You are here
Maria Teresa Cornetto
Content Written by Author
Manufacturing is alive in NYC, it’s smart and helping fight Covid-19. A new type of low-cost ventilator – priced at $3,300 vs standard ventilators, which typically cost more than $30,000 – has been developed in only one month thanks to two New York based entrepreneurs: Scott Cohen, co-founder of the technology center New Lab, which is in the Brooklyn Navy Yard, and Marcel Botha, founder and CEO of 10XBeta, a “product development firm creating future-shifting products where speed-to-market is paramount,” which is in the New Lab.
Data are so important to understand and fight coronavirus. The NYC based startup Cuebiq is helping thanks to its “COVID-19 Mobility Insights“: “We understand this is a tough time for businesses as well as consumers. As part of our commitment to sharing data for the greater good, Cuebiq is providing free access to mobility and store visitation patterns during the COVID-19 crisis to help businesses as they look to adjust their strategies to meet this new and uncertain market.”
“With this single investment I’m done. As soon as I get my liquidity event I will party like there’s no tomorrow.” This is what Brian Cohen told us in 2012, when Alessandro and I interviewed him for “Tech and the City”. The investment was in Pinterest, the popular social network used to share photos, organized as collections of pictures on a pin board. Founded in Palo Alto, Silicon Valley, by three youngsters under 30, and launched in March 2010, Pinterest has become one of the most visited sites. “I helped them start and guided them as a mentor to become what they are,” said Cohen, who is Chairman of the New York Angels since October 2011. He was one of the very first investors in Pinterest.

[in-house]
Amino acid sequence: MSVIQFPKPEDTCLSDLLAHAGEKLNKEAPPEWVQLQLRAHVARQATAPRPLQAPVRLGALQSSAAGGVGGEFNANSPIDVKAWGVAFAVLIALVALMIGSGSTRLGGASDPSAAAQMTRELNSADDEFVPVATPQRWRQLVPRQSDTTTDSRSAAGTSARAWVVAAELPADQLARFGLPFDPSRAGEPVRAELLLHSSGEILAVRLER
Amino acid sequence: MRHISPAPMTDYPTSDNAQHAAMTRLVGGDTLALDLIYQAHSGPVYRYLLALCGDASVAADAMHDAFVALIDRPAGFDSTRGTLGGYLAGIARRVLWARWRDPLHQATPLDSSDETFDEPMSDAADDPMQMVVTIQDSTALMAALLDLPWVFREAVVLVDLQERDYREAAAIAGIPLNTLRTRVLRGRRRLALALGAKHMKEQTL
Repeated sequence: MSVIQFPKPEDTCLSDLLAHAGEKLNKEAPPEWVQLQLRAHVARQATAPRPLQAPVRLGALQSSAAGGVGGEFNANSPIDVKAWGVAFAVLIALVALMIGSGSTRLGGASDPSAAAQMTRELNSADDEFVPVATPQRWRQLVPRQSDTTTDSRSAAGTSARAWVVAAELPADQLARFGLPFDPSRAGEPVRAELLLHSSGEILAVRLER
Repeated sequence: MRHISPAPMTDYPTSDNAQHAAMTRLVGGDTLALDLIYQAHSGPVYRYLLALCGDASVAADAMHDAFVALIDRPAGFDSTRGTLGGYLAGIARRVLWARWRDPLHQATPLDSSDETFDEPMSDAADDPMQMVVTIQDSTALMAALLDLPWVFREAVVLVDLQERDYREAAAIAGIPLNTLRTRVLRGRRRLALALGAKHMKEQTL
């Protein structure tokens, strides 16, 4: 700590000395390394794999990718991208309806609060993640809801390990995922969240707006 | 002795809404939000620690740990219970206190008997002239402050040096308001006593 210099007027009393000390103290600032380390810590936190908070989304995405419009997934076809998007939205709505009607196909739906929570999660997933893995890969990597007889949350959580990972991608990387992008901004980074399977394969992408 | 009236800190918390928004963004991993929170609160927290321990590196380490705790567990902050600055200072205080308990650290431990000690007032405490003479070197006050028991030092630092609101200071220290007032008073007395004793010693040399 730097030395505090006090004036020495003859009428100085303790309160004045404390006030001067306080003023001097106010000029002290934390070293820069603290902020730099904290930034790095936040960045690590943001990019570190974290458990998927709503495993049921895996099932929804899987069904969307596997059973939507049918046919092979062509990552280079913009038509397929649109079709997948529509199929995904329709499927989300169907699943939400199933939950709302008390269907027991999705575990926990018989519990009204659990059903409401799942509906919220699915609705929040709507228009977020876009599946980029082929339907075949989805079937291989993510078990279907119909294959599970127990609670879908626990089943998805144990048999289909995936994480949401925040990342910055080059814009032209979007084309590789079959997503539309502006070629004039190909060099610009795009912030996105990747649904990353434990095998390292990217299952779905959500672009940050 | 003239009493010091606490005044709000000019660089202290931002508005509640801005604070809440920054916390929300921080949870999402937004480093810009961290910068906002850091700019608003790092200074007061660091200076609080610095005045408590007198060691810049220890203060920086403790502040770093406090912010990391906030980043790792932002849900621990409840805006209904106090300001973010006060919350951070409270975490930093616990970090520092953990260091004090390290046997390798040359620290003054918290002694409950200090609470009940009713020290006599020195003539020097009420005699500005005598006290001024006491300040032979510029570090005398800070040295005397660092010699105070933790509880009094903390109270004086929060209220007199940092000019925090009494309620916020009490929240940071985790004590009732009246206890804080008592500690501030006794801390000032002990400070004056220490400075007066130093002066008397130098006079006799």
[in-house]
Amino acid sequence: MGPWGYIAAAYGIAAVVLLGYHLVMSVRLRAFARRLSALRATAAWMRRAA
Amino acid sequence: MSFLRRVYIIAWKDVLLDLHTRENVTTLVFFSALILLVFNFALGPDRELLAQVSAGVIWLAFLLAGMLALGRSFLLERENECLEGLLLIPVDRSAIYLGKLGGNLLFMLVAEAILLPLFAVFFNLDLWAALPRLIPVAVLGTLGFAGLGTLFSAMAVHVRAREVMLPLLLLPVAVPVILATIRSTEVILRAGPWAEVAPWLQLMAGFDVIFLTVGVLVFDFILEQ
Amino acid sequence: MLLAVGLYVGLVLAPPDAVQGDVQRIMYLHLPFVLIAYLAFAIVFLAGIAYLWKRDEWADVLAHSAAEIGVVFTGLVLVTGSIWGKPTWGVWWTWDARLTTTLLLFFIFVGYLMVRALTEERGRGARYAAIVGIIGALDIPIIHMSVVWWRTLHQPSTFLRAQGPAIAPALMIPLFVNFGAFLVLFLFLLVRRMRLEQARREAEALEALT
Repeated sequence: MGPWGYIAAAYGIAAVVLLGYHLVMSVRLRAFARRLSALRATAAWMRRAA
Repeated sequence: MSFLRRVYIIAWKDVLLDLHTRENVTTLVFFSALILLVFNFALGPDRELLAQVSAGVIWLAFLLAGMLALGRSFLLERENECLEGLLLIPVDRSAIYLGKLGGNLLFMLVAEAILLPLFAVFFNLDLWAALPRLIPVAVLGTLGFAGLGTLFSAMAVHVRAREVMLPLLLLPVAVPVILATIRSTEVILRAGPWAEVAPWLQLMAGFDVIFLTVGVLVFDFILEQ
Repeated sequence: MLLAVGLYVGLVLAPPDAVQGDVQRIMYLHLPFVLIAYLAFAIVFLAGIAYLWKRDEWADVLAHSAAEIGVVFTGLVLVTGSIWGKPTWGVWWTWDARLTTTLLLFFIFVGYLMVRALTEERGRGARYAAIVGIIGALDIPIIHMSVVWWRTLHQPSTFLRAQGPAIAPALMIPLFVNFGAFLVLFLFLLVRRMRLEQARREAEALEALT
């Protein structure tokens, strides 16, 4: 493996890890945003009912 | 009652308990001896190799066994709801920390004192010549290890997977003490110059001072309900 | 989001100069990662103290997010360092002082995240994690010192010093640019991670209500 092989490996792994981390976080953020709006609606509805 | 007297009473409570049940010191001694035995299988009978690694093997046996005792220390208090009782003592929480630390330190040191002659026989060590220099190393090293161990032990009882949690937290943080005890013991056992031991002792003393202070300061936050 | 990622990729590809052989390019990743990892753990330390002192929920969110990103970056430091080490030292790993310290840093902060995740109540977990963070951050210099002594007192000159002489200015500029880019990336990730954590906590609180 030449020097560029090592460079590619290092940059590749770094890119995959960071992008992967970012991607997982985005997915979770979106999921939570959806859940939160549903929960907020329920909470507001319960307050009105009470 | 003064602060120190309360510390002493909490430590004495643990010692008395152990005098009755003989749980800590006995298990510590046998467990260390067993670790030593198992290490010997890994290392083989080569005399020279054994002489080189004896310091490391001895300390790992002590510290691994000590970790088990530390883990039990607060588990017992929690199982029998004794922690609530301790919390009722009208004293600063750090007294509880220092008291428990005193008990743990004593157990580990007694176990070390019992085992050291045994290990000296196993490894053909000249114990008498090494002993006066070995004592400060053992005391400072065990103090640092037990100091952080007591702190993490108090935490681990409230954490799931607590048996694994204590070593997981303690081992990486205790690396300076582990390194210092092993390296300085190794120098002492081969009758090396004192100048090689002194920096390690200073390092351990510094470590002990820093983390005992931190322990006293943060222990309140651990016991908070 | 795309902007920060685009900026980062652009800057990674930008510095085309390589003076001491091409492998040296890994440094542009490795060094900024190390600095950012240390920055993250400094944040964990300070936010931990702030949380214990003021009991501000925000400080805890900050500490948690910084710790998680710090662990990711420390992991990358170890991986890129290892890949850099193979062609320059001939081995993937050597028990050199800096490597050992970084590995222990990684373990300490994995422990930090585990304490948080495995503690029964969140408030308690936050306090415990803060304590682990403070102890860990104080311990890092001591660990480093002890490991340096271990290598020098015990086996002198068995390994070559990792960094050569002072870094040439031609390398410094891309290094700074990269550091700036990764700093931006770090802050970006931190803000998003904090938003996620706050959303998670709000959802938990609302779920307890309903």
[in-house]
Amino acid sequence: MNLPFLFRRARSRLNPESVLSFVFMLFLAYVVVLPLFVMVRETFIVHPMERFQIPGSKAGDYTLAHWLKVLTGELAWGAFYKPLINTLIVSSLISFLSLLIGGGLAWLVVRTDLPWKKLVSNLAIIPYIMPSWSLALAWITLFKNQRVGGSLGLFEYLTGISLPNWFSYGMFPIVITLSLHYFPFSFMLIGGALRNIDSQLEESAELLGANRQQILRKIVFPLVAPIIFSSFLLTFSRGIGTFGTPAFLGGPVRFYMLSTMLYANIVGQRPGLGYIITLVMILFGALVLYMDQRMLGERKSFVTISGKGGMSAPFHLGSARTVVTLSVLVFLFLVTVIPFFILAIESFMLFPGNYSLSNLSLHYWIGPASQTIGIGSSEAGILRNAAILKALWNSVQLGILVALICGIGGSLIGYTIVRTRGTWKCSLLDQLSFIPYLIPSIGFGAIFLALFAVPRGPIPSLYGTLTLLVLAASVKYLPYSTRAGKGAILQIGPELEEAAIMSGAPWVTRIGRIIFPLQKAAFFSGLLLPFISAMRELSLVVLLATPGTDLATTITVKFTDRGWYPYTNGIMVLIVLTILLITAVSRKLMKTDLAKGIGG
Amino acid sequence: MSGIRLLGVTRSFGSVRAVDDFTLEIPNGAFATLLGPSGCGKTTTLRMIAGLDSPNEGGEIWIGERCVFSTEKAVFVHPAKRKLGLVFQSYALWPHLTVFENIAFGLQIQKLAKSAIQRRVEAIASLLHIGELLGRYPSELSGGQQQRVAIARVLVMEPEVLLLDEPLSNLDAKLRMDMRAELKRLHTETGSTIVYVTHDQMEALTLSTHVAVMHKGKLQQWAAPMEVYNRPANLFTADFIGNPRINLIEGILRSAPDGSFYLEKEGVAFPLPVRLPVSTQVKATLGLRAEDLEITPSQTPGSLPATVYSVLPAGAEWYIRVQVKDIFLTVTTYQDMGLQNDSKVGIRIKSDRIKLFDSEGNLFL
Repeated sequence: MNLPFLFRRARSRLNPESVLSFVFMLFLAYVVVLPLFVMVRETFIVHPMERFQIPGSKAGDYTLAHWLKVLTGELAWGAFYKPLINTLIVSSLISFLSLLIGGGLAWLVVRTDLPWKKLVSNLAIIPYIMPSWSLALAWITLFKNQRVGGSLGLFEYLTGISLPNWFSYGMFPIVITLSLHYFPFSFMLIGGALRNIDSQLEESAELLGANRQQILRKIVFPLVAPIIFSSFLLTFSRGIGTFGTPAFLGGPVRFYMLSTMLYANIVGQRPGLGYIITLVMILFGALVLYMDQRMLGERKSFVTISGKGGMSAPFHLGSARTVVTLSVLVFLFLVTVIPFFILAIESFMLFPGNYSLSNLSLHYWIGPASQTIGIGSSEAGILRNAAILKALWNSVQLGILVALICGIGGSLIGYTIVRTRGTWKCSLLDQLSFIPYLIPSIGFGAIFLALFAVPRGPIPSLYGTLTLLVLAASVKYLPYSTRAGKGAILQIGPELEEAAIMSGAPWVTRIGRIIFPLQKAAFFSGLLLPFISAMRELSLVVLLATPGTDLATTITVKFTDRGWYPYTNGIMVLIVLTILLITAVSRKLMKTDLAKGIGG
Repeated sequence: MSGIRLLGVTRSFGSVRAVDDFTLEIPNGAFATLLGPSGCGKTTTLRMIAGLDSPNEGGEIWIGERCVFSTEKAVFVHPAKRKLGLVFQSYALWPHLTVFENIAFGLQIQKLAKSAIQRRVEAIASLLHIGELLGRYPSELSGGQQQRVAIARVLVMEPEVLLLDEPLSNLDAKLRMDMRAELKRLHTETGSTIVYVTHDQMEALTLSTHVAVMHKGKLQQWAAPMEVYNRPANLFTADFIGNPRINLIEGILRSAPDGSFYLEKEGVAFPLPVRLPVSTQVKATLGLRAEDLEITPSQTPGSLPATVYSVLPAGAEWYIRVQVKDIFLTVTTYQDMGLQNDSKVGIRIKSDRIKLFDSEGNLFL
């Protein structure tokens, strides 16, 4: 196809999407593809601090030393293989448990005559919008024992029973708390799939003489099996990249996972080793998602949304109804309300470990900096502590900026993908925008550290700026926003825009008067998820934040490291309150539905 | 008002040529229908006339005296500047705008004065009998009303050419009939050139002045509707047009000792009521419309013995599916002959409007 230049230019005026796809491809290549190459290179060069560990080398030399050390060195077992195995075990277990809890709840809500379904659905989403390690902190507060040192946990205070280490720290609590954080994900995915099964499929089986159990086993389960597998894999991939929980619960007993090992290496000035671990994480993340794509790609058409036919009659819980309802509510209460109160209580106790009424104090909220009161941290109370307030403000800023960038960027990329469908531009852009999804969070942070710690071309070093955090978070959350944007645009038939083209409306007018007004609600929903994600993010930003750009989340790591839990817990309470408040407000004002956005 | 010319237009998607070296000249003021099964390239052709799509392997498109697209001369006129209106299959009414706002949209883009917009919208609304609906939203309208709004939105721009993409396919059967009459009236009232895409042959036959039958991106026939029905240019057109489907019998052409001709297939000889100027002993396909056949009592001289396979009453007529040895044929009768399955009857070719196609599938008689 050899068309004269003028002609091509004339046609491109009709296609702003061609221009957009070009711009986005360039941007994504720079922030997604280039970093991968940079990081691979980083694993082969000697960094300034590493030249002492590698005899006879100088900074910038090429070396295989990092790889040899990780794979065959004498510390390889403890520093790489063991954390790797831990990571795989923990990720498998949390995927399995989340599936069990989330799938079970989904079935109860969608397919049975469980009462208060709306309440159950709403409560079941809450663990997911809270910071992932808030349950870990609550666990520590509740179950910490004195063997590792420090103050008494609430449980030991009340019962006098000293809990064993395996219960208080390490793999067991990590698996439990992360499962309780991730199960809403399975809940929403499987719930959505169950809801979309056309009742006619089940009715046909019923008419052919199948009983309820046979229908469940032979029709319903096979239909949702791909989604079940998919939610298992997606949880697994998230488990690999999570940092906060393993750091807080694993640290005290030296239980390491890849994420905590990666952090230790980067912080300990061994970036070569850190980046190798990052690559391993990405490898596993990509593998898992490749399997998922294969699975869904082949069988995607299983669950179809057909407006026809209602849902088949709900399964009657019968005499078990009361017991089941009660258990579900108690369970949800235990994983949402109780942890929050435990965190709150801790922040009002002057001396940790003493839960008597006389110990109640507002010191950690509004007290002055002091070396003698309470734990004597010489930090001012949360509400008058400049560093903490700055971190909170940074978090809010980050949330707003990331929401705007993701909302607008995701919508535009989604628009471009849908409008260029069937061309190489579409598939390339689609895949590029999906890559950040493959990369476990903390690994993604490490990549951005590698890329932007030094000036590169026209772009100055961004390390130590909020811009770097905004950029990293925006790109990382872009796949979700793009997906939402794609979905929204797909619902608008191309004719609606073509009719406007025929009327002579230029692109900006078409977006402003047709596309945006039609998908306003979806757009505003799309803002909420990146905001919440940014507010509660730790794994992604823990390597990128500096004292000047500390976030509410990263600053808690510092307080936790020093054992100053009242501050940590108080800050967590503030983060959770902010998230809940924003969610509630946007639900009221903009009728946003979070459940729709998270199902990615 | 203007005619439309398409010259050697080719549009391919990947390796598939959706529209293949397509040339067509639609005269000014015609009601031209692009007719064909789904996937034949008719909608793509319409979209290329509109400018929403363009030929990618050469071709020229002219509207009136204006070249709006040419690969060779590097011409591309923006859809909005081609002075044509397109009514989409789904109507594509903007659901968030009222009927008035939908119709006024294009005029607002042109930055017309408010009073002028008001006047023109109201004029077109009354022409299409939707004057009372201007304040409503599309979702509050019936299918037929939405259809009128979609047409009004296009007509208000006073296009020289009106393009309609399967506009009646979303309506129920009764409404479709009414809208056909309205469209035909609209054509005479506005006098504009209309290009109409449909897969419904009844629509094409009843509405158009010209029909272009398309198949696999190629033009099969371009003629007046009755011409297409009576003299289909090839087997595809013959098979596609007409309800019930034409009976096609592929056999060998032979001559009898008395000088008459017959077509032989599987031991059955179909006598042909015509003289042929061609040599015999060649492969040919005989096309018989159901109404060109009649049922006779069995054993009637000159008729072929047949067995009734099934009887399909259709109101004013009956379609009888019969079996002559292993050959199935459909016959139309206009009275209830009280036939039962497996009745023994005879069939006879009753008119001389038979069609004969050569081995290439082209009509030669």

Now Pinterest is valued $12 billion or more and has just confidentially filed paperwork with the Securities and Exchange Commission for an initial public offering that should happen in the next few months.
Another exit for a NYC startup: Authorea, co-founded by the Italian astrophysics Alberto Pepe, has been acquired by Atypon, the leading online scholarly publishing technology company. “I want to bring sexy back to science”, Pepe said when he launch his startup in 2012 with Nathan Jenkins. “Our mission – Pepe now explains – has been the same from day one: to improve the ways in which researchers write and publish their work. We’ve felt that science writing and publishing are not as modern as they could be, which is why we built Authorea, so that research documents can exist on an open, online, data-driven, interactive platform.”
Did you know that Amazon.com is Staten Island’s largest private sector employer? Since 2017 Jeff Bezos’s company operates a $100 million, 855,000-square-foot fulfillment center that employs a 4,500 full-time workforce. Now Amazon.com has leased a second warehouse in the borough for distribution purposes. The new 450,000-square-foot building will be on Staten Island’s West Shore in Matrix Global Logistics Park, next to the first one.
Last year, Amazon abandoned its plans to locate a second headquarters in the Queens neighborhood of Long Island City after facing a backlash over a state and city package of up to $3 billion in financial incentives. Although the company pulled the plug on that project, it said it would continue to add jobs in New York City, writes the WSJ.